Coca-Cola (KO) Trading at 4-Week High After Mixed Quarter

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Coca-Cola (KO) Trading at 4-Week High After Mixed Quarter

Component of the Dow The Coca-Cola Company (KO) is up more than 2% in pre-market trade on Tuesday after meeting second-quarter 2020 earnings per share (EPS) predictions of $0.42. Revenue fell by a stunning 28% to $7.2 billion, falling just short of projections. Global unit case volume fell dramatically throughout the quarter as well, reflecting the severe challenges caused by the COVID-19 epidemic. Due to the ongoing uncertainty, the firm decided not to issue fiscal year 2020 forecast.

Key Takeaways

  • Coca-income Cola’s is suffering because of venues that have been shuttered owing to the epidemic.
  • The firm refused to offer fiscal year guidance.
  • Investors have been flocking to PepsiCo while shunning Coca-Cola shares.

The beverage giant’s revenue is heavily reliant on global relationships with restaurants, entertainment, and sports facilities that have been shuttered or reduced in capacity due to the epidemic. Unlike PepsiCo, Inc. (PEP), which recently topped second quarter 2020 predictions by a good margin and is trading reasonably close to the 2020 high, the stock has failed to recover after the first quarter’s 40% drop. Coca-competitor Cola’s has profited by a very popular range of at-home foods such as Doritos, Quaker Oats, Tropicana, and Lay’s Potato Chips.

Coca-Cola Weekly Chart (2013 – 2020)

Coca-Cola ultimately completed a round trip into the 1998 high of $44.47 in 2014, before easing into a shallow ascending channel that crisscrossed the preceding high periodically until the third quarter of 2018. Committed bulls then gained over, resulting in a channel breakthrough with an all-time high of $60.07 in February 2020. The stock subsequently fell along with global markets, failing to make a multi-year breakout before settling in March at a four-year low in the mid-$30s.

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The first-quarter slide destroyed channel support, while the June rebound was halted by fresh resistance in the high $40s. That level has nearly coincided with the.50 selloff retracement level and the 200-day exponential moving average (EMA), forming a tough barrier that is unlikely to be broken after this morning’s mixed data. Weak purchasing activity also reduces the chances of a breakthrough into the low $50s, with the accumulation-distribution indicator on-balance volume (OBV) plunging towards first-quarter lows.

What exactly is a trading channel? A trading channel is formed by connecting a security’s current support and resistance levels with parallel trendlines. A trade channel is often referred to as a pricing channel.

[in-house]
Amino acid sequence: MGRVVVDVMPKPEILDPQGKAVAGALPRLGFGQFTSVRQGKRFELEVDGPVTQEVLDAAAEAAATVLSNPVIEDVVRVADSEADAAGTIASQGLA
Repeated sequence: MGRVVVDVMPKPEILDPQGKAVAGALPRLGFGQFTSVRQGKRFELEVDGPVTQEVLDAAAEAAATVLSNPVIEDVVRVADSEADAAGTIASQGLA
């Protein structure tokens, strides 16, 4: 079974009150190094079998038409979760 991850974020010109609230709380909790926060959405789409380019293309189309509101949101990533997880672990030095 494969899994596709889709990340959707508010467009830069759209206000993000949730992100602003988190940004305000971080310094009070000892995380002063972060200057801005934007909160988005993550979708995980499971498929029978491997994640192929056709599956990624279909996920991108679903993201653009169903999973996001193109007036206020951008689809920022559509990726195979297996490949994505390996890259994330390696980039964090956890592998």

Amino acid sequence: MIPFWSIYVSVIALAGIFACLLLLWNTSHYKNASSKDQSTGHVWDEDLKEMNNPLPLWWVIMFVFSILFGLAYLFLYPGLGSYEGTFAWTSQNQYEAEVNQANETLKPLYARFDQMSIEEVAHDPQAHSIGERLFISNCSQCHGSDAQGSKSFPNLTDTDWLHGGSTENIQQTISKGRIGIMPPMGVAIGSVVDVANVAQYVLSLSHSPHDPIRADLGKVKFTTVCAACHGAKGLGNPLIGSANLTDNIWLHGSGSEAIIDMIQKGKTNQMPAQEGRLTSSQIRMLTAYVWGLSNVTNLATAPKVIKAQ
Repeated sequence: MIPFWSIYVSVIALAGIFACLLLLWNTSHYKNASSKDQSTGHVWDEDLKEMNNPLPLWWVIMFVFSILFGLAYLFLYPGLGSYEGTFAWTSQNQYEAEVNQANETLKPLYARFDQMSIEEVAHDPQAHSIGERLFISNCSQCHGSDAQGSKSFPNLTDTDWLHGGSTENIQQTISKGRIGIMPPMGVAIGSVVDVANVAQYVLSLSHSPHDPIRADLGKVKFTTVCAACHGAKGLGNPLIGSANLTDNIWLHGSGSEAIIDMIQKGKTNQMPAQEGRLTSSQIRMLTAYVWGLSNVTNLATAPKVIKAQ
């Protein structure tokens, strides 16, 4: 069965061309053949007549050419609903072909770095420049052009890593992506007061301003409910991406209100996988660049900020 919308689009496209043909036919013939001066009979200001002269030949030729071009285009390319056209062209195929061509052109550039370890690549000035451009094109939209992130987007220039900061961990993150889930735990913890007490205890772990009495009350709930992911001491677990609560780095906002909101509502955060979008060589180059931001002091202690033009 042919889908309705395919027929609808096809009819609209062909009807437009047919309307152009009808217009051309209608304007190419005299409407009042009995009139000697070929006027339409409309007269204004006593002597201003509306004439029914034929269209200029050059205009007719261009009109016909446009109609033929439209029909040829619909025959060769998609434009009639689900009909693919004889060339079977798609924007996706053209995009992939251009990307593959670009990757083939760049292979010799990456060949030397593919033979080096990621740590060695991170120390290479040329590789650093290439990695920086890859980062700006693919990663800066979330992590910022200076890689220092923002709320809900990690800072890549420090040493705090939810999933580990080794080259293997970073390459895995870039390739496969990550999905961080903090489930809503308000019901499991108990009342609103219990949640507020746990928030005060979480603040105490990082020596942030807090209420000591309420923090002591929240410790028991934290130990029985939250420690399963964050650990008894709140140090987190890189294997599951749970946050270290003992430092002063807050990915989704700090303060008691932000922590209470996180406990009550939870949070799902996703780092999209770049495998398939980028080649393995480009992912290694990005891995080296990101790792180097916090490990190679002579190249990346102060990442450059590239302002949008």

PepsiCo Weekly Chart (2009 – 2020)

PepsiCo stock plummeted to a six-year low in 2009 before beginning an upswing that culminated in a new high in 2013. Throughout the majority of the decade, long-term trendlines led price activity, with support generally aligned with the 50-month EMA. In 2019, the stock broke out above the upper trendline, extending a strong rally impulse that culminated in an all-time high of $147.30 in February 2020. The March selloff struggled to break out before finding support at a two-year low just below the lower trendline.

The rally into April extended all the way to the.786 Fibonacci selloff retracement level, the biggest high in the previous four months. Since then, the stock has been consolidating near the 50-day EMA and.618 retracement line, forming a probable bull flag continuation pattern. In contrast to Coca-Cola, PepsiCo accumulation has skyrocketed into the third quarter, with on-balance volume reaching an all-time high. This positive stance implies that pricing will soon follow.

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What Exactly Is Accumulation? Accumulation is often used to describe a holding size in an asset that grows over time. Accumulation may also refer to the adding of holdings to a portfolio as a whole. It may also refer to a surge in overall purchasing activity in an asset.

The Bottom Line

On Tuesday morning, Coca-Cola matched cautious second-quarter 2020 profit projections, prompting a buy-the-news response, although a significant decrease in quarterly sales may temper investor excitement. As a consequence, competitor PepsiCo seems to be a stronger long-term option, particularly given its competitive dividend yield of 3.07% vs Coke’s 3.56%.

Disclosure: At the time of publishing, the author had no investments in the aforementioned securities.

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